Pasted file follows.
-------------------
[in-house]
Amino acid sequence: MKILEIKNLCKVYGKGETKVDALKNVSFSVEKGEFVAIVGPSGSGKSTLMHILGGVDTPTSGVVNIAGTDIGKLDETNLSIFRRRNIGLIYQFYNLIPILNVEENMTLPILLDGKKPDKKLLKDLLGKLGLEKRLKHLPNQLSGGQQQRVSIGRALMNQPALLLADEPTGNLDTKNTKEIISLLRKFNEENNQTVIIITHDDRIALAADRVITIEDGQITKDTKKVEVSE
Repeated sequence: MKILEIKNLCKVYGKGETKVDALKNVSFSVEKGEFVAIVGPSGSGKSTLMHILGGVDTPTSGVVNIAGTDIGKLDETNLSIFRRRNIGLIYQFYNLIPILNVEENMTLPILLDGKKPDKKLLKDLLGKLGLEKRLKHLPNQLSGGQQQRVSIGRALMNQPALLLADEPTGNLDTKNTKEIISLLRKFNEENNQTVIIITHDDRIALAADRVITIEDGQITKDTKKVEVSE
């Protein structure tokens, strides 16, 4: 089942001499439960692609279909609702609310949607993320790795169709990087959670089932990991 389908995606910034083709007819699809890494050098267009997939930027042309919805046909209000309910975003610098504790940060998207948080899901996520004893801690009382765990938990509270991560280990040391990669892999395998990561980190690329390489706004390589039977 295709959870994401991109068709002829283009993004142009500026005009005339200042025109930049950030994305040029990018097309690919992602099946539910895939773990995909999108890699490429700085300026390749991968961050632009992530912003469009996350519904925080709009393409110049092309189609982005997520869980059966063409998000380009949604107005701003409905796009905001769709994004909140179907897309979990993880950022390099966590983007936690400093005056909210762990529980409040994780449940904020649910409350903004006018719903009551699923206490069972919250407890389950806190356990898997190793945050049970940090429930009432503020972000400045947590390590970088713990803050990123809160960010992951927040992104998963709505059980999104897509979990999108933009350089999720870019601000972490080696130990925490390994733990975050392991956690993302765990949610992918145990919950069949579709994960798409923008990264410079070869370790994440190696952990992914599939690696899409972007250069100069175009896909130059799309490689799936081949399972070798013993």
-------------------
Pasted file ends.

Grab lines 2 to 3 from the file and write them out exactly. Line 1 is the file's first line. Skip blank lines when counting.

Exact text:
Amino acid sequence: MKILEIKNLCKVYGKGETKVDALKNVSFSVEKGEFVAIVGPSGSGKSTLMHILGGVDTPTSGVVNIAGTDIGKLDETNLSIFRRRNIGLIYQFYNLIPILNVEENMTLPILLDGKKPDKKLLKDLLGKLGLEKRLKHLPNQLSGGQQQRVSIGRALMNQPALLLADEPTGNLDTKNTKEIISLLRKFNEENNQTVIIITHDDRIALAADRVITIEDGQITKDTKKVEVSE
Repeated sequence: MKILEIKNLCKVYGKGETKVDALKNVSFSVEKGEFVAIVGPSGSGKSTLMHILGGVDTPTSGVVNIAGTDIGKLDETNLSIFRRRNIGLIYQFYNLIPILNVEENMTLPILLDGKKPDKKLLKDLLGKLGLEKRLKHLPNQLSGGQQQRVSIGRALMNQPALLLADEPTGNLDTKNTKEIISLLRKFNEENNQTVIIITHDDRIALAADRVITIEDGQITKDTKKVEVSE